Felton gets vote of confidence after leading Georgia to SEC title
ATLANTA -- Even before Georgia basketball coach Dennis Felton finished cutting down the nets at Georgia Tech's Alexander Memorial Coliseum on Sunday, athletics director Damon Evans was all but reaching for the school's checkbook in his back pocket.
Shortly after Felton finished guiding the Bulldogs through one of the most improbable weekends in college basketball history, Evans ended weeks of speculation by saying Felton would return as Georgia's coach next season.
"He's our coach," Evans said. "I'm excited he's our coach. He'll definitely be back."
After Felton's team went from worst to first in the SEC in less than 36 hours by winning three games in two days, including a 66-57 victory over Arkansas in Sunday's championship game of the SEC tournament, what else could Evans possibly do?
"To do this, this is more miraculous than anything I've ever been through," Felton said. "When you have to win three games in two days, that takes it over the top. I don't know if I'll ever have an experience that daunting and that successful."
Georgia president Michael Adams said he would receive a recommendation from Evans in the next few days and make a final determination on Felton's status, but that seems to be a technicality at this point."I've never heard of an SEC champion coach going anywhere," Adams said. Felton, who five years ago inherited a program mired in NCAA probation for violations committed during former coach Jim Harrick's tenure, seemed relieved his job was safe -- even if it took one of the most unlikely feats in school history to do it.
"It was difficult to deal with," Felton said. "It's the first time in my life I've been in that position. I always pride myself in keeping my composure and staying poised. I always felt like I was doing a good job and doing the right things to build Georgia basketball into a success. It was hard for me to defend myself when I was proud enough and confident enough in the job I was doing."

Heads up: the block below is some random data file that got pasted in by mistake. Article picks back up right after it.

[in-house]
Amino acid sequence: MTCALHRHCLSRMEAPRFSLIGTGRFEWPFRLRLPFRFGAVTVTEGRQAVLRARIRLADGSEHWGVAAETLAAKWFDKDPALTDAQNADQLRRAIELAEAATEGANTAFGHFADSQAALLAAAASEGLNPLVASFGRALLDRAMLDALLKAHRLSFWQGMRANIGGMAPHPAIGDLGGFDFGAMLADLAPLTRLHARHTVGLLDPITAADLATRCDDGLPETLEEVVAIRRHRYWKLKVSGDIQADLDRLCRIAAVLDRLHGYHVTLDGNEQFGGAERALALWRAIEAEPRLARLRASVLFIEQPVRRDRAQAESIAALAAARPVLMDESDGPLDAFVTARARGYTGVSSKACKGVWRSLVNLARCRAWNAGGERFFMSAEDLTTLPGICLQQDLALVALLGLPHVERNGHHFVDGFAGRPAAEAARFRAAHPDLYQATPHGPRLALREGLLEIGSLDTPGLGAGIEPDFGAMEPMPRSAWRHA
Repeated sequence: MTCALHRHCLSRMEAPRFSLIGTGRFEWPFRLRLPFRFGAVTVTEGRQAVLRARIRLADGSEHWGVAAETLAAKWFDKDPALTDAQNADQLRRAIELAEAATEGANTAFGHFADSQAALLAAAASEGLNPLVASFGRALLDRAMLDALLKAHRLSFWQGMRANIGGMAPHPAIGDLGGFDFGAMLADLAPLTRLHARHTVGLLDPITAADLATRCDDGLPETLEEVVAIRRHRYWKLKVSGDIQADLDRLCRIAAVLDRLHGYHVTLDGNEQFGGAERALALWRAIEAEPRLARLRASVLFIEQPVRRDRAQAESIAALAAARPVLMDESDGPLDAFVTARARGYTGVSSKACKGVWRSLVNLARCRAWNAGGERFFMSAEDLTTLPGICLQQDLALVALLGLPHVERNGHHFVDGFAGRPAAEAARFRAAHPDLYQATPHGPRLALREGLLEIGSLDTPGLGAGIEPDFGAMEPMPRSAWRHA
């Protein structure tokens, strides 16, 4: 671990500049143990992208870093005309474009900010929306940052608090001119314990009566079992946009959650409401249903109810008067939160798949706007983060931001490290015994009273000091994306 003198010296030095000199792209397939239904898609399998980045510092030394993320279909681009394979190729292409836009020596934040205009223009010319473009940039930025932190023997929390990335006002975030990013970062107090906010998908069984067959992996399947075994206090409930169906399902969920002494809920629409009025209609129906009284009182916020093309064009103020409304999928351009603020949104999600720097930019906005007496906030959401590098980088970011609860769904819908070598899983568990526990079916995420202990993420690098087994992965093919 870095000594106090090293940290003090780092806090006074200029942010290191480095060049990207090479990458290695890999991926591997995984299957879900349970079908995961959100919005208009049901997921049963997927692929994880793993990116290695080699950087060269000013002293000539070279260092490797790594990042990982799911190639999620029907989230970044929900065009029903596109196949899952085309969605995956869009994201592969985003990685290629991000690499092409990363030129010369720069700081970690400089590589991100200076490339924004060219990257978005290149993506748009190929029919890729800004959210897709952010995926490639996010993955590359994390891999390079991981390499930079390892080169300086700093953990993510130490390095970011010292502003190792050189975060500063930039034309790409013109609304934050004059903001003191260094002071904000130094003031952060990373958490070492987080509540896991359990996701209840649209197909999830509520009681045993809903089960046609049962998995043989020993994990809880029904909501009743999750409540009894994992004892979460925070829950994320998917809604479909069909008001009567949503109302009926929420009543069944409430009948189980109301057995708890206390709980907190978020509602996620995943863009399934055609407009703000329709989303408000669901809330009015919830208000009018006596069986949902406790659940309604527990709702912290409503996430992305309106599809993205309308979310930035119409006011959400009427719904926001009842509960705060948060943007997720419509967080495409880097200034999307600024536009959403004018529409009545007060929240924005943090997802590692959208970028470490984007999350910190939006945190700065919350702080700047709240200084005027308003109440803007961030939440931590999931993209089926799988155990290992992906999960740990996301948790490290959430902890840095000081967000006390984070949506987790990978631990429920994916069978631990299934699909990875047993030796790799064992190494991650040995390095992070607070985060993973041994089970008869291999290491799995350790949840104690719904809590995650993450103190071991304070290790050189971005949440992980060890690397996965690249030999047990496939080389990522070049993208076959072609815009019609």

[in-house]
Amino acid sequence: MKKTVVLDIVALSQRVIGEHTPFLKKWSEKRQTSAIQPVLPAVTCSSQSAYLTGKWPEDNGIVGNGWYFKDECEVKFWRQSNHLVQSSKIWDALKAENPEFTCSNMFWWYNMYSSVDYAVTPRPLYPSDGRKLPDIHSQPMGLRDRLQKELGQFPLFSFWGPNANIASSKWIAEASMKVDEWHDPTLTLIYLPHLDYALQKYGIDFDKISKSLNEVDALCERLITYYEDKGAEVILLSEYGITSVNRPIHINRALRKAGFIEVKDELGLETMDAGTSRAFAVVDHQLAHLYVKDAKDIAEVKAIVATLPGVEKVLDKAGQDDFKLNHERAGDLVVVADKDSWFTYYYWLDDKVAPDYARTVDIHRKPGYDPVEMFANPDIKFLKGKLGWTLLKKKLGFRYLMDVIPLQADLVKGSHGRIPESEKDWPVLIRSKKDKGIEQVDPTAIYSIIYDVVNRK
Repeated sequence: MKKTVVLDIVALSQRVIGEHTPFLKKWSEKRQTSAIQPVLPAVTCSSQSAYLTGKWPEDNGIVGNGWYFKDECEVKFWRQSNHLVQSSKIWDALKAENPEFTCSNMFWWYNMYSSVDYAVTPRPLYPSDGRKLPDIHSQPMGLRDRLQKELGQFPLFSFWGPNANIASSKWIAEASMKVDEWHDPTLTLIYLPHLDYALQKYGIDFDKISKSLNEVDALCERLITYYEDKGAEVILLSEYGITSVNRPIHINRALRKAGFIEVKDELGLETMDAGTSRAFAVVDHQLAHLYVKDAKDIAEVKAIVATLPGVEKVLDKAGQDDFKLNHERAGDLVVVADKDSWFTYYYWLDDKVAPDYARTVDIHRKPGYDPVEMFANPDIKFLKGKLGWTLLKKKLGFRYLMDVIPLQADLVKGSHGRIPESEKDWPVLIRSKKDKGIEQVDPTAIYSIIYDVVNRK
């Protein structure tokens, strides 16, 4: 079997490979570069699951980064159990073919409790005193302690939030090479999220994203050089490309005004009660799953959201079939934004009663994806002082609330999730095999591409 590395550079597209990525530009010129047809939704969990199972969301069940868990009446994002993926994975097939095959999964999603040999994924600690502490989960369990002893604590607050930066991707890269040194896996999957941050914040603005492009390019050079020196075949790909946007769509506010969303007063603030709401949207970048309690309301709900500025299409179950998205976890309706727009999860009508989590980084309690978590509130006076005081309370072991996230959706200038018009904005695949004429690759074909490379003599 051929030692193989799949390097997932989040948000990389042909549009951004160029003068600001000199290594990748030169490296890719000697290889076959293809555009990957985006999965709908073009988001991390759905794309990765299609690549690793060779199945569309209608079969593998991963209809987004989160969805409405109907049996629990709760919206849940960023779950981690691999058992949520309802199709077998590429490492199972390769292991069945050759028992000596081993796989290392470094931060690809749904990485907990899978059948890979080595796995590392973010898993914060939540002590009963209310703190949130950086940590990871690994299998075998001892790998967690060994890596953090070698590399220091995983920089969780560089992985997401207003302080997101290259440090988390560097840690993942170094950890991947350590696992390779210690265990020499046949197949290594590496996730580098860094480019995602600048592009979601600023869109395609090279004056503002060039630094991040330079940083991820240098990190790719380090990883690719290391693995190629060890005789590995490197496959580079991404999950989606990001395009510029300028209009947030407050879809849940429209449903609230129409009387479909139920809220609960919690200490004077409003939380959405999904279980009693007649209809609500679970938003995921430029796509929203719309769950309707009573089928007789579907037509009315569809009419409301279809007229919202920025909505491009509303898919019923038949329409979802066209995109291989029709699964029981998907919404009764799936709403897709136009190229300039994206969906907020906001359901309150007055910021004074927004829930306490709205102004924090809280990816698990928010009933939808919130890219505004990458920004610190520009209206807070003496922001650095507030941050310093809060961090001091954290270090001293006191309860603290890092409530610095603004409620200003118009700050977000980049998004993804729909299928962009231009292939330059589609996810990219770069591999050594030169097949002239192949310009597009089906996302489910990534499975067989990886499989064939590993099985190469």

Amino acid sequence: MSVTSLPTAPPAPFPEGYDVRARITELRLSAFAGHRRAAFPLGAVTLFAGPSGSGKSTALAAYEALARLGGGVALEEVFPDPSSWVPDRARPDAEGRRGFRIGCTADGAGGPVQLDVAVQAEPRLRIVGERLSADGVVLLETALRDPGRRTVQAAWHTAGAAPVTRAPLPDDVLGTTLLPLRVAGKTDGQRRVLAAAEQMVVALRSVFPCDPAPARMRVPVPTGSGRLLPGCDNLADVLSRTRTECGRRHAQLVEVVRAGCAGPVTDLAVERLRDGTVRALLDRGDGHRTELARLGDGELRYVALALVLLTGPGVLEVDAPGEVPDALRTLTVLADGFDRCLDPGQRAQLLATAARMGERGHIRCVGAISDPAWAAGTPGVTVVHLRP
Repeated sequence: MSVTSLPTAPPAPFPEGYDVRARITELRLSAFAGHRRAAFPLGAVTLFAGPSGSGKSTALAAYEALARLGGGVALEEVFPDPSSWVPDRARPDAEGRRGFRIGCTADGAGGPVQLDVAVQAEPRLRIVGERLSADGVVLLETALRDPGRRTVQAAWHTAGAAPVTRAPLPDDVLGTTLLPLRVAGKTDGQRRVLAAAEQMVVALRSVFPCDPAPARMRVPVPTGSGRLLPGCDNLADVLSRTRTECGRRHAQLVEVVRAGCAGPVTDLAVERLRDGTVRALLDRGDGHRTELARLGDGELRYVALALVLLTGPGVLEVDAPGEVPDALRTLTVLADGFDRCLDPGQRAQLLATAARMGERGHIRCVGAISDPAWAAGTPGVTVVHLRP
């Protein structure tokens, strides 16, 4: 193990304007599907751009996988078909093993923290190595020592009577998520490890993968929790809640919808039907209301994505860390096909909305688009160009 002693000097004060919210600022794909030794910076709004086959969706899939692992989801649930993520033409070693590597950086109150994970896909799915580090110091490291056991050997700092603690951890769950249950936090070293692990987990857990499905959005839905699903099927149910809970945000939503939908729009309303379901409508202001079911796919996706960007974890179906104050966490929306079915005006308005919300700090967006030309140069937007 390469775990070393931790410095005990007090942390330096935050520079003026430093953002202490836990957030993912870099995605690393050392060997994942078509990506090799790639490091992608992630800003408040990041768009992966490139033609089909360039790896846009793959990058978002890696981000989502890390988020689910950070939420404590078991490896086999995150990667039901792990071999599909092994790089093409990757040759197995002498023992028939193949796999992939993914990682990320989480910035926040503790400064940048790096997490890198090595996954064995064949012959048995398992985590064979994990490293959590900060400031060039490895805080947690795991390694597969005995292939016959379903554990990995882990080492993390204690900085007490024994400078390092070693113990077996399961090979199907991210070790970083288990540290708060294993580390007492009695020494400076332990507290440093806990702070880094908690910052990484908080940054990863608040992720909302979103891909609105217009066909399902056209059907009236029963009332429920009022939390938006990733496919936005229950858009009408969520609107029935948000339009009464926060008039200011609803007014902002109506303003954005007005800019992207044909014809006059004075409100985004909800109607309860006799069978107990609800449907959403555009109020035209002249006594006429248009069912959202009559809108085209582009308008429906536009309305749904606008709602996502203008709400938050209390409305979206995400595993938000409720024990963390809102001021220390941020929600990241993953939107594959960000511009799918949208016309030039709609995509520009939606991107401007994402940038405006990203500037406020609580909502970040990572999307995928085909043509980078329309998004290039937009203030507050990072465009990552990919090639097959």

As Georgia's players celebrated near midcourt, Felton's wife, Melanie, stood nearby with tears streaming down her cheeks. A week that started with her husband firmly on the hot seat and ended with Georgia becoming only the third team in the tournament's modern era to win four games in four days -- or, in the Bulldogs' case, fewer than four days -- proved to be too much.
"I knew something good had to come out of this," she said. "Doing it the right way is the only way. You know what? It's been pretty emotional. I just stayed positive and had faith. When we came into this tournament, it was a fresh start and it's anybody's tournament. When it's March Madness, anybody can win."
But when the SEC tournament started on Thursday, one day before a tornado heavily damaged the Georgia Dome and forced the SEC to move its games to nearby Georgia Tech, the Bulldogs seemed like the one team that couldn't possibly win. Georgia had lost 10 of its last 12 games and five days earlier had lost to Ole Miss by 14 points in its last regular-season game -- on Senior Day, no less.
So when SEC officials presented Felton with a black pyramid trophy for winning the league's tournament, Evans might have thrown in one of those big cardboard checks that lottery winners receive. Georgia's odds of winning the SEC tournament seemed that slim.